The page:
Play is a big part of childhood. So is imagination! In this article we thought we’d give you some ideas of imagination games you can play with toddlers and young kids.
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1) The ‘magic socks’ imagination game
We got this imagination game from watching an episode of Gilmore Girls (we admit it). In the show, Lorelai babysits Suki’s kids and mentions she brought the magic socks, but she won’t tell daddy what they do, because it’s a secret.
Later we find out that the magic socks took a little boy to faraway lands, like the jungle, where he has to kick to get there! Want some detail? Below is the script of Lorelai’s game as she describes it! (No one describes her mind better than Lorelai herself).
LORELAI: All right. Come here. Let’s see your magic socks. Let’s see ’em. Come here. Where do you want to go?
DAVEY: The jungle.
LORELAI: The jungle? You better start kicking. Start kicking to get to the jungle. Kick! Kick! You got to kick to get there. Where’s your tiger…
LORELAI: Hi. Wow, you’re home early. I’m sorry it’s such a mess. Um, the magic socks took us back in time. We were cavemen. It was really bleak, so we lived like this. I would’ve cleaned up, but when they woke up, the magic socks were gonna take us to an orphanage in England where they had to tidy up in exchange for one teaspoon of gruel.
2) ‘Playing house’ – one of many classic imagination games
This is one you probably remember from your childhood. Maybe you had a play kitchen to spark the imagination game too. Playing house is an understandable instinct for little kids to have (even boys!) because it involves imitating the adults in their life. Imitation is how kids learn.
With your child, you can use a doll or teddy bear to be the ‘baby’, some plastic plates for ‘cooking’ and hey, maybe you can get some real chores done in the process! The laundry basket can be a car driving home or to work after the clothes are in the washing machine.
The key here is to not worry if you don’t have all the fancy equipment from the toy stores. Some playrooms in your house might have the plastic or cloth food toys, or the pretend toasters and microwaves. But don’t worry if yours doesn’t. Wooden blocks can easily turn into imaginary food items. And the couch can become the kitchen. The more imaginative, the better!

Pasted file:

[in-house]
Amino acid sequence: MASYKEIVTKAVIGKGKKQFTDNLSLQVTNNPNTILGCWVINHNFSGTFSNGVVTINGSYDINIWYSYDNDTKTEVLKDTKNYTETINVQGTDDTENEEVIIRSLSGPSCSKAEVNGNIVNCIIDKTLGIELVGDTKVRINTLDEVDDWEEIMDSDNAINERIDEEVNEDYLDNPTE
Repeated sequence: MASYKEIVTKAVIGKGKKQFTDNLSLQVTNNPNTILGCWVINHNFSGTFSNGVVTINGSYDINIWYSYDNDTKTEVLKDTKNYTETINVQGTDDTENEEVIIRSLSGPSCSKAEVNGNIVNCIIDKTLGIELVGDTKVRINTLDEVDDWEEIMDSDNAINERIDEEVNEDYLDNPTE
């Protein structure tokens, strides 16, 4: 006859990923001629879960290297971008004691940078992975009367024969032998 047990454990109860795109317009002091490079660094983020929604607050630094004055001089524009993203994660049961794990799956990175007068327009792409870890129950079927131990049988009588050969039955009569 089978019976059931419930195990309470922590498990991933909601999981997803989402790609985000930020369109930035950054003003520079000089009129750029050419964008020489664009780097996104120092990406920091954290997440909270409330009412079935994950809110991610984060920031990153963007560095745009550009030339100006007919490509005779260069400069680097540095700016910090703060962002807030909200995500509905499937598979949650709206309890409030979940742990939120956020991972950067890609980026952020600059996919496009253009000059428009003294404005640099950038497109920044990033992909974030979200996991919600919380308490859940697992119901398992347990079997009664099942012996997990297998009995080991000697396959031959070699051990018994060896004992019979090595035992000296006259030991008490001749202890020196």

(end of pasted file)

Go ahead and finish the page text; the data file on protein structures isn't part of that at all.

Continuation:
3) ‘Playing shop’ game
This one is a lot like playing house. The idea is described here. The benefit of this game is that it can help your kids learn how to count money. They can apply their new skills by trying to buy something all by themselves at the next McDonald’s or candy store trip!
4) ‘I’m a superhero’ game
Ok, we have to warn you parents, this might involve jumping and makeshift defence quarters made of couch cushions. But only go this route if you want to enjoy every minute of it! This also works with army battle games. Multiple story lines can be developed to help along your little conquerors!
This imagination game may also involve creativity, such as turning blankets into capes, and colanders into helmets or shields. You may need some baby dolls to ‘rescue’ and some enemies, like the big bad la-z-boy chair.
Some will tell you not to worry about rough play with these types of imagination games, if they occur. This is because boys need a way to let out all that aggressive energy. This video, titled, ‘War on Boys’ explains more on this matter. Although, we realize girls may want to participate in this type of play too. We also encourage you to do more research on the matter, if rough play is a concern to you as a parent.
5) ‘Guess what animal I am’ game
This is a great talking and observation game, which may help improve vocabulary as descriptions are voiced. It also introduces some mimicking and acting. The premise is extremely simple. You simply think of an animal, give some clues, and the other person has to guess. More clues until the guess is correct! Then you switch roles
The rest of the rules are up to you! You can limit the amount of questions, or ask for only sounds or silent actions. The funnier the better!
Time to work on your ‘woof-woof’ and ‘meows’!
Do you have imagination games you play with your child? Share them! Feel free to make suggestions to your daycare provider about games that your children can play with peers or early childhood educators.
See more related articles from our daycare blog!
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